King of Portugal (1279-1325).
The son of Afonso III of Portugal, Dinis was also grandson of Alfonso X of Castile, son-in-law of Peter III of Aragon, and father-in-law of Ferdinand IV of Castile. His political activity in the wider context of the Iberian Peninsula was to a large extent determined by these family ties, as became evident, for example, when he collaborated with his son-in-law in the war against Granada, and when he was called upon to settle a dispute between the kings of Castile and Aragon in 1304.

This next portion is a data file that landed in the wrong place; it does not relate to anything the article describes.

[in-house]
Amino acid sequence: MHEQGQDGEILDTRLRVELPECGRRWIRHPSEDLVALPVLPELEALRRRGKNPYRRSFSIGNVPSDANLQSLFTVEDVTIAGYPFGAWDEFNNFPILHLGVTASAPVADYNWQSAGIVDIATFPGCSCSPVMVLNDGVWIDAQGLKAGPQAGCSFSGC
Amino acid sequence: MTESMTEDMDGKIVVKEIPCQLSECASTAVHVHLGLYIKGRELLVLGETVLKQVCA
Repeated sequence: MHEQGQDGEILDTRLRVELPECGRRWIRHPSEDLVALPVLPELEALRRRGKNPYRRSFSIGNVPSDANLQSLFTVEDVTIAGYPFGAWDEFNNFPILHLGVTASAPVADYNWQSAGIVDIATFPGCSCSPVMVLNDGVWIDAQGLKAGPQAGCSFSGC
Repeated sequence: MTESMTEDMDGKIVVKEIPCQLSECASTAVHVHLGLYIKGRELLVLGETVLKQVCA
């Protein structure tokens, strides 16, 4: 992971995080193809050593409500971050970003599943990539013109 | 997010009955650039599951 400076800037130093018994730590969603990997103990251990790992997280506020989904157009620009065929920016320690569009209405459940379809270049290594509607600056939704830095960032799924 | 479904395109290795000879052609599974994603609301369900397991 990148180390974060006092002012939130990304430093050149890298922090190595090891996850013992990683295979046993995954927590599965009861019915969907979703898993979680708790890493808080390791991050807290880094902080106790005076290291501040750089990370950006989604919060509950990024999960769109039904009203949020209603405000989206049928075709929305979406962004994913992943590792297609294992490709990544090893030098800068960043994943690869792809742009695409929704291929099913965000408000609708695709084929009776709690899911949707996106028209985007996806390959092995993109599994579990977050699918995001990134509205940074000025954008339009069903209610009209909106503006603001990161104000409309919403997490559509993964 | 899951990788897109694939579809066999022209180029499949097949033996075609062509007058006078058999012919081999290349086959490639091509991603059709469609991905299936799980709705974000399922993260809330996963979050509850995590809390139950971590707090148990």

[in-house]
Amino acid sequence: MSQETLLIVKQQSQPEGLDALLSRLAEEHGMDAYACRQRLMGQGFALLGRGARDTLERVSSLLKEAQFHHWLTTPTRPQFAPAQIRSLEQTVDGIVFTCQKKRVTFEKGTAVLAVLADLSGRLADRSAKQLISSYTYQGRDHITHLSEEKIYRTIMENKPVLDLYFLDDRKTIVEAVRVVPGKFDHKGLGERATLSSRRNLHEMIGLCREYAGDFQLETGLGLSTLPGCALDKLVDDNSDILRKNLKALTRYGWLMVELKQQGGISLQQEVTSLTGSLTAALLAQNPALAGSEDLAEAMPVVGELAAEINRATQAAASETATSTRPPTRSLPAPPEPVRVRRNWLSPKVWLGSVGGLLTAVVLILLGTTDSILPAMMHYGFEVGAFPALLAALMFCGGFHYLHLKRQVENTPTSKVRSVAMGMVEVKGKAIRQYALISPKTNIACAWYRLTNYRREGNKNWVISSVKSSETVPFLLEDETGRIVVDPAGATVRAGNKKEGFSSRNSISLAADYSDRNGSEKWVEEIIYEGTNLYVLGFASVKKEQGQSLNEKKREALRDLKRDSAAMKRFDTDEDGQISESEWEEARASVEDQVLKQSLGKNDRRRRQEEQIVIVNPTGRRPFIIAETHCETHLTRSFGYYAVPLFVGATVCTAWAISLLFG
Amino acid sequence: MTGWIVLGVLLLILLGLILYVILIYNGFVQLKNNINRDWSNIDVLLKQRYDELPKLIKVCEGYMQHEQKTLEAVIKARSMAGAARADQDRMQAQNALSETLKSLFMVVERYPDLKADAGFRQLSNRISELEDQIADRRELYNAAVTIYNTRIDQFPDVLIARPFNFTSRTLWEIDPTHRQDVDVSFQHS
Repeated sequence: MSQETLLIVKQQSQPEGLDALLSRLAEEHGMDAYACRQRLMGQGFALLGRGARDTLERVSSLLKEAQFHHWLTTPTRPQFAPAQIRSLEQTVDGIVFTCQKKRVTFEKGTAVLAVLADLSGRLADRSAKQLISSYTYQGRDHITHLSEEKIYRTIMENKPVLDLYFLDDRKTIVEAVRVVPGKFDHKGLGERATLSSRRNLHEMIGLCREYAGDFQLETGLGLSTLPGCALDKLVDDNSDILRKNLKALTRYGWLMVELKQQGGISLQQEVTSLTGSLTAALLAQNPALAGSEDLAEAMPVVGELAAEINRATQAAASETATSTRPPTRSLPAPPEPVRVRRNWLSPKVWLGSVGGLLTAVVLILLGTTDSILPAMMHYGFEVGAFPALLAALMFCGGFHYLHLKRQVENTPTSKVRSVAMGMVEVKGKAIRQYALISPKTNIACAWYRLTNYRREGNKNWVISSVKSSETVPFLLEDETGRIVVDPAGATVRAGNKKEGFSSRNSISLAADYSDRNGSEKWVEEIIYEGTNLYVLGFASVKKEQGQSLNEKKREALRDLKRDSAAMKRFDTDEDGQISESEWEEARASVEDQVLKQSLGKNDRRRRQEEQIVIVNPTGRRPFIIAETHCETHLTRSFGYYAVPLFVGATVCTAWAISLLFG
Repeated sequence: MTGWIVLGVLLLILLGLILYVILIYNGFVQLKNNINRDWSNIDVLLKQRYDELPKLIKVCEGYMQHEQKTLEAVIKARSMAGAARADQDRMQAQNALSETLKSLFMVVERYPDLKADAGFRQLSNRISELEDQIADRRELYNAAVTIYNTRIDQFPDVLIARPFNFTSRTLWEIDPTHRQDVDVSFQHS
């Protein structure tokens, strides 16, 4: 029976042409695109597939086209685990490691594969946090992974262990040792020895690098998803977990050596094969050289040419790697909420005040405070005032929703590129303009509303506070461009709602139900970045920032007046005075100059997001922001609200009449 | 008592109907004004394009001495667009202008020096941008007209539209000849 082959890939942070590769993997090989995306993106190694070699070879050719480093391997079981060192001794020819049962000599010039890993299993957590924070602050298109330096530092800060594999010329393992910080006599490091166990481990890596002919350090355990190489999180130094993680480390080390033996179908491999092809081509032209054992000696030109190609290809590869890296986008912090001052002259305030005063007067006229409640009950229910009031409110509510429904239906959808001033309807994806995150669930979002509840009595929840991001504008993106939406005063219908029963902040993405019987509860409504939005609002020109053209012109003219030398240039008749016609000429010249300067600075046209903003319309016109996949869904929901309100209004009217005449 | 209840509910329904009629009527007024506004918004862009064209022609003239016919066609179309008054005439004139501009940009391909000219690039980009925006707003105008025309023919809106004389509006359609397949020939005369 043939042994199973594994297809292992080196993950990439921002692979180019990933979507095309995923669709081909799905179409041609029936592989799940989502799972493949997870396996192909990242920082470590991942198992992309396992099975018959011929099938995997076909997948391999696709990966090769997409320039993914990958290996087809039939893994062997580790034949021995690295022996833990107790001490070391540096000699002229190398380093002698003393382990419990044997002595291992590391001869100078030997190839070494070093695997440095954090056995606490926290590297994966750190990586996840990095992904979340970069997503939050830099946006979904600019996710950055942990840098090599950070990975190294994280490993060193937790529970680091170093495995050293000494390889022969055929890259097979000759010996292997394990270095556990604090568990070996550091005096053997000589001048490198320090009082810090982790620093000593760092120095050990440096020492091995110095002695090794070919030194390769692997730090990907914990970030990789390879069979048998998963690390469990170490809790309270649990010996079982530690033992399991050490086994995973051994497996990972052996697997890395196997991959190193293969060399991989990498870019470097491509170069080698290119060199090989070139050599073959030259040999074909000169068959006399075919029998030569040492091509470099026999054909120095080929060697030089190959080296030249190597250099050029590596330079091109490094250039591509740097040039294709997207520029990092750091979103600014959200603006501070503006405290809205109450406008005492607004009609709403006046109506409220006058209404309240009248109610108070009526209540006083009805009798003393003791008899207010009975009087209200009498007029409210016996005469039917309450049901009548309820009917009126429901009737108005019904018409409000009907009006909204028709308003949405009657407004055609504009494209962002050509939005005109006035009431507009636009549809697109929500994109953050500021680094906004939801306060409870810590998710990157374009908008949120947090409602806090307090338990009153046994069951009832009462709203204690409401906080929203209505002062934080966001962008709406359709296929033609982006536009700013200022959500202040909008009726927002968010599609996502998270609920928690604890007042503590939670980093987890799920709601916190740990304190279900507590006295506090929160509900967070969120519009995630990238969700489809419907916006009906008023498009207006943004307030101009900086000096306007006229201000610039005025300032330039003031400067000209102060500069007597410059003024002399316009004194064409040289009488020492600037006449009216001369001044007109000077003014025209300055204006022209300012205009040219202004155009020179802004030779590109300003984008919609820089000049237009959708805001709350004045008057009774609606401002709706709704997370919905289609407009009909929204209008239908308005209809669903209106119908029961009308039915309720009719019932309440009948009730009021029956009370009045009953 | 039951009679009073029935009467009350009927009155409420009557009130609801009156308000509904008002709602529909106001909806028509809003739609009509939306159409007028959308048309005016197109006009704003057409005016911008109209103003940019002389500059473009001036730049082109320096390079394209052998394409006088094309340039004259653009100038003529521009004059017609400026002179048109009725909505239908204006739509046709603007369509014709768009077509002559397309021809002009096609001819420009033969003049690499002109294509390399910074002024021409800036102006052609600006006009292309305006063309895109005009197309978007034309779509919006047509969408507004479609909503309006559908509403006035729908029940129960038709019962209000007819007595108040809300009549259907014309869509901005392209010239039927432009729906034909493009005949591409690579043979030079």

As the reconquest of Portugal from the Muslims was over by the reign of Dinis, he worked to secure the defense of his kingdom and to stabilize its borders with the kingdoms of Leôn and Castile. At the same time, he followed a policy of affirming the Crown’s authority by asserting its control over the lay and ecclesiastical powers within the kingdom, in particular by weakening the international links of the military orders in order to create the conditions by which they might be subordinated to the interests of the monarchy. He insisted on the national character of the orders in Portugal, choosing his own trusted followers to lead them and integrating them in the defense of the kingdom. Dinis succeeded in establishing an autonomous branch of the Order of Santiago in Portugal (1290-1297) and also tried to incorporate the estates of the Order of the Temple into the Crown’s possessions (1310). In 1319 his ideas received a sympathetic reception from Pope John XXII, who accepted both the establishment of a provincial mastership for the Order of Santiago and the use of the Temple’s assets for the creation of a new Portuguese military order. This was the Order of Christ, which was given headquarters in the extreme south of the kingdom. The following year, Dinis received one-tenth of ecclesiastical incomes over a period of three years, to be used for the construction of a fleet to fight the Muslims and defend the Portuguese coast. Dinis was succeeded by his son Afonso IV.